Regretful though the situation is, it was exacerbated by Mixed Member Proportional Representation (MMP) which further diluted the vote and if the 5% threshold was not reached, denied those voters a place in New Zealand politics. So, the two main parties continue to hold majority power but on closer inspection we find little difference between the politicians put before the voting public by either party. It appears certain that there is collusion between sitting MPs, regardless of which party they have been voted in under, to pass legislation that is, in its effect, detrimental to the rights and freedoms of all New Zealanders.
The Westminster electoral system must go and the animal we call the career politician must become extinct. This vehicle for the good and proper governance will, in the longer term, achieve both of these aims, as well as allowing every New Zealander a real say in the legislative governance of our nation.
Any form of government that is to be fair and equitable must be accessible to everyone in the country that is eligible to vote in governmental elections. Those people must have the right to remove any elected representative who is proven to be acting against the best interests of the people he or she is supposed to serve. Integrity with accountability must be the basis for any advancement in leadership roles and the leaders must be elected by the people, not selected by the party.
The ability to corrupt politicians must be removed. That is, corruption by monetary gain or by moral blackmail must be impossible with full accountability at every level of government. There can be no secret deals made with any corporation or country for foreign or domestic trade or commerce. The concept of lobbying on behalf of people or corporations that have the financial means to cajole, coerce or force politicians to vote in a particular way must be removed forever from the halls of government.
The only permissible governmental secrecy can be in matters of defence, foreign affairs or large scale commercial developments requiring international input from foreign entities. Fundamental to a fair tender process is the necessity to keep secret the commercial and technical offers during the assessment phase. However, there needs to be checks and balances against each of these secret necessities which should be addressed in a Constitution. For example, a constitutional statement may prevent foreign corporate or governmental ownership of land in New Zealand. So any necessity for secrecy disappears the moment such an action is considered as part of a commercial deal with a foreign entity. The simple act of proposing foreign ownership would automatically require that the whole ‘deal’ must then be put to the New Zealand people.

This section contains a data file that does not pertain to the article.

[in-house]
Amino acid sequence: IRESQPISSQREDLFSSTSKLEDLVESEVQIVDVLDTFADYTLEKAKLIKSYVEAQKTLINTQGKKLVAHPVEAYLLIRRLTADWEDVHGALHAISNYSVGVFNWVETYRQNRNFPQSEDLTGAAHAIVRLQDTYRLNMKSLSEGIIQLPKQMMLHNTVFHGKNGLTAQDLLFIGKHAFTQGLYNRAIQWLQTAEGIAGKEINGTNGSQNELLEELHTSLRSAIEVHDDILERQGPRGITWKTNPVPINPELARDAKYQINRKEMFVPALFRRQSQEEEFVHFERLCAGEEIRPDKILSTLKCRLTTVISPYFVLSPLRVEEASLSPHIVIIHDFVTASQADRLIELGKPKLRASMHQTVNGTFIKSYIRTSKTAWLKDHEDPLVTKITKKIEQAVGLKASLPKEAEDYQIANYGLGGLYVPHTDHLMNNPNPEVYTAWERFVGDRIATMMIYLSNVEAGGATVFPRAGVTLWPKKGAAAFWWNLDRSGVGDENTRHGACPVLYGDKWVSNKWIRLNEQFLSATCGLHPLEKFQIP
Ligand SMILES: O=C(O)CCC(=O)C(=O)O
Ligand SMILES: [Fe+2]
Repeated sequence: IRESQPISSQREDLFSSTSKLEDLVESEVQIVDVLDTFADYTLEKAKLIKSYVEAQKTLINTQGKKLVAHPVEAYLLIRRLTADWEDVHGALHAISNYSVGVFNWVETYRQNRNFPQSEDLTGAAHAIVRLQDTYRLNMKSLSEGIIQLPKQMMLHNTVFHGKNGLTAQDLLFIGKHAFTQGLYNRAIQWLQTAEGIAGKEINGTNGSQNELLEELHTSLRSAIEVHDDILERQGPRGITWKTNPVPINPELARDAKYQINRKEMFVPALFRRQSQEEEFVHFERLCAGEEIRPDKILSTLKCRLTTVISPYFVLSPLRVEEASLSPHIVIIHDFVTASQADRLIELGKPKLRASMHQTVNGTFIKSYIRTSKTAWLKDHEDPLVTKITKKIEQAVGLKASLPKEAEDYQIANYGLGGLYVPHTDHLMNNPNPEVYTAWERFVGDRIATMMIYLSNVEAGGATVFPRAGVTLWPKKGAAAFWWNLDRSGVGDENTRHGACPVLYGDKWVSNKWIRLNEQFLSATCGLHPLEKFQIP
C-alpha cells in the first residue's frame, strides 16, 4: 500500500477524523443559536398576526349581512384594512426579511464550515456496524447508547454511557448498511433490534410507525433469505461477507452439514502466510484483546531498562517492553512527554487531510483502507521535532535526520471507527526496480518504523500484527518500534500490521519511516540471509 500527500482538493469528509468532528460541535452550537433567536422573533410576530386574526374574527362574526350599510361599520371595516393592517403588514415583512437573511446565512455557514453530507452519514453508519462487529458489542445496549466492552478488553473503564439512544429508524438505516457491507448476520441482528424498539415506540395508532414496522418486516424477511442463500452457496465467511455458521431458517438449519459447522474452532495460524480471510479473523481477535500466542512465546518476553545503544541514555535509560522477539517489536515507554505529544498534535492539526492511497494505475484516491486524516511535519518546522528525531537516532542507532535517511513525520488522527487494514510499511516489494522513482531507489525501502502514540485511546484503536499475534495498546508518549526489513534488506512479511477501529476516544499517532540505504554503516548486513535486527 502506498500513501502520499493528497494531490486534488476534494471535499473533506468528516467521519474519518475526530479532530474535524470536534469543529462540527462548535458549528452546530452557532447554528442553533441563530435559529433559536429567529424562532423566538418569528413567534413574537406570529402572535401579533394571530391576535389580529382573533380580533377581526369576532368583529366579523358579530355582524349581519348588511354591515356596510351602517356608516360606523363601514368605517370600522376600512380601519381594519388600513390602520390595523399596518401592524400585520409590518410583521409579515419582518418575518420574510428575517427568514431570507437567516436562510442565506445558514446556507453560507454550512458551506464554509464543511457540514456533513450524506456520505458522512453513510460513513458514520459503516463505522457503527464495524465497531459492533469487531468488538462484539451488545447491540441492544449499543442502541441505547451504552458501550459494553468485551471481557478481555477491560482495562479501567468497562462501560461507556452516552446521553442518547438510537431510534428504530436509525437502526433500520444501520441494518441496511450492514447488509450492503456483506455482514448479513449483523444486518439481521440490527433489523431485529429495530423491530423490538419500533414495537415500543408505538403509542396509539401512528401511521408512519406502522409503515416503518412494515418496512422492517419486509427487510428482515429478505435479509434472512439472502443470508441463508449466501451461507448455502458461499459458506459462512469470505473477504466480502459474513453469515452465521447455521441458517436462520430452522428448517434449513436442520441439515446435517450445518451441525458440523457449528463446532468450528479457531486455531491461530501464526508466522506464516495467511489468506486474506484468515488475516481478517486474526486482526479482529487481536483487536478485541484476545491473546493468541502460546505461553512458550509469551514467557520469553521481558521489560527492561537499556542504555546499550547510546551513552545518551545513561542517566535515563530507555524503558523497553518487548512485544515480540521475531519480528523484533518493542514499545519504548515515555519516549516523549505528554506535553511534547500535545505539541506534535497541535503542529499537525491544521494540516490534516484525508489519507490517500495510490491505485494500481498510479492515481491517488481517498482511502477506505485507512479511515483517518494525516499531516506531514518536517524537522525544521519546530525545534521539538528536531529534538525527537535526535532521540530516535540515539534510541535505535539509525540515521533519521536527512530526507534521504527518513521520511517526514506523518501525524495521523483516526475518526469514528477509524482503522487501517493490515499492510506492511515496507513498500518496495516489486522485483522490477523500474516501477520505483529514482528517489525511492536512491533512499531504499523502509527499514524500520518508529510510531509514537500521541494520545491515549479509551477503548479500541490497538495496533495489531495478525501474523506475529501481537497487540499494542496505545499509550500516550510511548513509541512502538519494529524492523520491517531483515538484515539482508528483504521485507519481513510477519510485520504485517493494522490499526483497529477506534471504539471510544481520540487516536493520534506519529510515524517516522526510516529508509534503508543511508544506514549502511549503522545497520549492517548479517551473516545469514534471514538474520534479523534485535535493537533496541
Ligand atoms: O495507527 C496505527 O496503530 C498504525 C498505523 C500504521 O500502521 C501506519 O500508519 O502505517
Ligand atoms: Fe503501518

The method of establishing government must be, to quote our American cousins, By the People, for the People and of the People. To do that it must be simple in structure, inclusive in composition, with elected leadership accountable to all the people and beyond the reach of corruption. Such a government has existed only once in history, and then for only a brief period of time, but I believe that now, because of the blatant failings of our political system to protect and care for the people, it is the time to return to this alternative method of formulating government.
The Historic Precedent.
The only time that a method of formulating government by the people for the people was practised was immediately after the Exodus of the people of Israel from Egypt. This was not a religious structure even though it came out of the Bible, it was a simple system to organise a people who had never known a free government. The Israelites had been slaves in Egypt for generations. This system, projected into our time, is the simplest but also the most effective way to establish the people’s control over the practise of government and ensure the dissemination of justice at all levels of society.
Also, and most importantly today, it could not be corrupted!
Now for a very short Biblical history lesson.
Once the Israelites had escaped the Egyptians and were camping in the wilderness, God gave His instructions through His servant Moses who was the leader of the Israelites. This is where we get our “Ten Commandments” and other laws and statutes which are the basis for our Common Law today.
The people looked to Moses to tell them what God was saying to the people and everyone brought their disputes and questions to Moses. So, Moses was getting overwhelmed by everyone expecting him to tell them what was happening and to adjudicate matters between the people. Moses’ father in Law, Jethro, saw what was happening and God inspired Jethro to tell Moses how to organise the people. I’ll let the Bible itself explain what Moses was to do.